Impacts of supermarkets involvement in FFV and dairy supply chains in Zambia: The information below on how South African supermarkets have impacted on FFV and dairy sector was collected from key informants and secondary data. The impacts resulting from South African supermarkets activities on host nations agricultural, food manufacturing and processing sectors are complex in that some are direct and observable while others are indirect and may occur at the level of the whole economy. Supermarkets impact directly on consumers, other businesses and local producers. These impacts are as a result of the decisions made by the supermarket to source or procure from suppliers in the host nation where they have invested or source and procure from South Africa or from other countries in the world. These impacts may be positive or negative depending on whether local farmers and processors access and sell their products to these multinational supermarkets or not. These impacts may also differ in different sectors depending on the structure of the agrifood systems and regulatory policies in individual countries. Impacts of supermarkets on various participants in the dairy and FFV supply chains in Zambia are discussed in the following paragraphs.

Impacts of supermarkets in the dairy sector: Supermarkets do not procure milk directly from farmers. According to key informants, supermarkets such as Shoprite investing in Zambia have extended the cold chain for fresh milk. This has enabled increased milk availability in urban towns in remote areas away from Lusaka. Secondly, the quality of milk supplied has improved because supermarkets procure from local large companies such as Parmalat Zambia, Finta and large farms that process the milk, maintaining high domestic and international standards. These companies deliver milk to all the supermarket stores. This was facilitated by the government policy requiring that fresh milk and other dairy products available locally be procured locally to promote production in Zambia. The quality of the milk was also high because these dairy processing firms adhere to local as well as international standards. Efforts have been made in collaboration with other stake holders such as Land O lakes and Zambia Agribusiness Training Assistance Centre (ZATAC) to include farmers in the supply chain by training farmers on issues of quality, formation of dairy farmer groups and provision of inputs that farmers need to produce and supply to dairy processors. For farmers to meet the quality and quantity requirements and reduce transaction costs, formation of dairy farmer cooperatives has been promoted by the government.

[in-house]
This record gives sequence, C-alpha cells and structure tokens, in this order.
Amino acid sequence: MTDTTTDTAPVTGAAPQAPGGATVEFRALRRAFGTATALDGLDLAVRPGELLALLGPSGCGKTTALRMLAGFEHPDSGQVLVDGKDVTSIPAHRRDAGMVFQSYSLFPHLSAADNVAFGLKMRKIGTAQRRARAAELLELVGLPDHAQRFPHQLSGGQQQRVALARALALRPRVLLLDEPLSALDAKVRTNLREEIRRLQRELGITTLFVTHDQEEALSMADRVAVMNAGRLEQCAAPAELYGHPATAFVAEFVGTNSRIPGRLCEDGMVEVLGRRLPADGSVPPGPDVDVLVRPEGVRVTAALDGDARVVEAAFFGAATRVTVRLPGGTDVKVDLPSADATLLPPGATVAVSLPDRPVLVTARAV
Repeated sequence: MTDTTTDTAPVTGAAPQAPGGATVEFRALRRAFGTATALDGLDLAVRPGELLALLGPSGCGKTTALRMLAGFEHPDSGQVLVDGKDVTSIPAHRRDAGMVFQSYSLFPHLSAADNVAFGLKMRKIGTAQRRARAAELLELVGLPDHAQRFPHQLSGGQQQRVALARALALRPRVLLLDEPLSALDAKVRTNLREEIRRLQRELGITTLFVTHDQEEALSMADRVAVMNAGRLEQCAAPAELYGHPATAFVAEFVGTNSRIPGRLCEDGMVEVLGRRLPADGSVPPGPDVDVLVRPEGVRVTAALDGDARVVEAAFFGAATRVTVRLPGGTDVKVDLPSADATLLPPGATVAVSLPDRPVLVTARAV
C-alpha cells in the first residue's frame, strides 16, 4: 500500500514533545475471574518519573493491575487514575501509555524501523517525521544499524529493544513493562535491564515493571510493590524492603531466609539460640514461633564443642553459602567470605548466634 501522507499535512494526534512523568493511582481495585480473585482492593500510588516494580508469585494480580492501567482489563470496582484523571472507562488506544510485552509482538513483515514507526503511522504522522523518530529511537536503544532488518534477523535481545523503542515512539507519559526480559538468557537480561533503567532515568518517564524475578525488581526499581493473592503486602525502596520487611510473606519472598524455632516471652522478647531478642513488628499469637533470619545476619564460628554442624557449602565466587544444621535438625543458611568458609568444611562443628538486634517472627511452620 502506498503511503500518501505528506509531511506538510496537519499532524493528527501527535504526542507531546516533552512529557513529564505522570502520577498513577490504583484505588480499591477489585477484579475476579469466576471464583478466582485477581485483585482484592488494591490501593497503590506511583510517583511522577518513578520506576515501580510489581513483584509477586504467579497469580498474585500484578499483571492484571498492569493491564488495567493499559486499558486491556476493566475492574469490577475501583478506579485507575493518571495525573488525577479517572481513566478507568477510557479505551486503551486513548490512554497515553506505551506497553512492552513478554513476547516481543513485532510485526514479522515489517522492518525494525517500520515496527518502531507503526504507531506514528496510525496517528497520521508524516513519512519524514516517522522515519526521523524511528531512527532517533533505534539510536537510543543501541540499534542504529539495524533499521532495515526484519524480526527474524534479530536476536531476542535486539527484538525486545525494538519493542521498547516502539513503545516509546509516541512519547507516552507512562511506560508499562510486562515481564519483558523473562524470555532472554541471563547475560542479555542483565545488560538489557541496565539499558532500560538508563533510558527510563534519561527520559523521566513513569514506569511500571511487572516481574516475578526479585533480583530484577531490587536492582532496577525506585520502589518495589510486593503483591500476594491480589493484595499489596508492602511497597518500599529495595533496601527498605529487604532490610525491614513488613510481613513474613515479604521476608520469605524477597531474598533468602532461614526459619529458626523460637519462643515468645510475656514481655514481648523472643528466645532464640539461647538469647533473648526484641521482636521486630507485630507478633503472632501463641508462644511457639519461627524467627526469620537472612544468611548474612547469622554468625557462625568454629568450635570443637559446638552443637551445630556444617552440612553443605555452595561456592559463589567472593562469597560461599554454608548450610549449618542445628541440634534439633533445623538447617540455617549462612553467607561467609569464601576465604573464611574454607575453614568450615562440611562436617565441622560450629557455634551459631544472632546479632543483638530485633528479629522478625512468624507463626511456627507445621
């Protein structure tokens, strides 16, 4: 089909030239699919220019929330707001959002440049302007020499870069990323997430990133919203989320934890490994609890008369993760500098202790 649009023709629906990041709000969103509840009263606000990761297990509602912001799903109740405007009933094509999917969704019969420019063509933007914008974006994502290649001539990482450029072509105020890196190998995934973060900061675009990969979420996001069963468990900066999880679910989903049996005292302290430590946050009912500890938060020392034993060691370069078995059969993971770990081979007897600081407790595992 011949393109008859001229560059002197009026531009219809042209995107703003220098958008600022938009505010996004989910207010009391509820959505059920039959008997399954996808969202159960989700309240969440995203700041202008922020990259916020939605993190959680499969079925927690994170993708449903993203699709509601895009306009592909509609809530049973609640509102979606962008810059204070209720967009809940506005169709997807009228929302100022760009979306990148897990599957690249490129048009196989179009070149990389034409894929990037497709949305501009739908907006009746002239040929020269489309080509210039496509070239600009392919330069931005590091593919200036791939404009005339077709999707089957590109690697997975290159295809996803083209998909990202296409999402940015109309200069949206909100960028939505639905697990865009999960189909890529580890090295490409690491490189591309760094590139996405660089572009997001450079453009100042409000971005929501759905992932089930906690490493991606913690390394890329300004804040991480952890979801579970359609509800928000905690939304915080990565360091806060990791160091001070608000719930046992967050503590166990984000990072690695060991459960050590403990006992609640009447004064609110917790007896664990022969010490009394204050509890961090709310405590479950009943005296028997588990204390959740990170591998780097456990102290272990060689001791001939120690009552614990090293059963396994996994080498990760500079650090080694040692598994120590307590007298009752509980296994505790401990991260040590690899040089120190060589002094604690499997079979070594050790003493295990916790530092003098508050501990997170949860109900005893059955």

It is through the dairy processors that the emerging dairy farmers (small scale commercial dairy farmers) and large-scale commercial dairy farmers access supermarkets. Dairy processors such as Parmalat and Finta have made special arrangements to assist small-scale dairy farmers by purchasing milk from organised groups of farmers at collection centres. There has been an increase in the amount of milk processed and marketed by these companies as shown by their increased sales volume. For example Parmalat Zambia sold 20 million litres in 2002 and this increased to 24 million litres in 2003. Apart from supermarkets availing cold storage for processed fresh milk from processors sold in their stores, increased involvement of milk processors in the supply chain especially making long life milk has made it possible for consumers to access milk for domestic use. There has been an increase in per capita milk consumption especially in urban areas such as Lusaka. Milk processing and long life milk production has enabled milk exportation from Zambia to other countries such as Democratic Republic of Congo (DRC). Finta, a dairy processing company located in Livingstone, is the main exporter. The opening up of export markets should also contribute to increased milk production in Zambia. The dairy supply chain involves processors who purchase milk from both small and large scale dairy farmers. Owing to availability of market outlets for milk farmers are bound to increase production.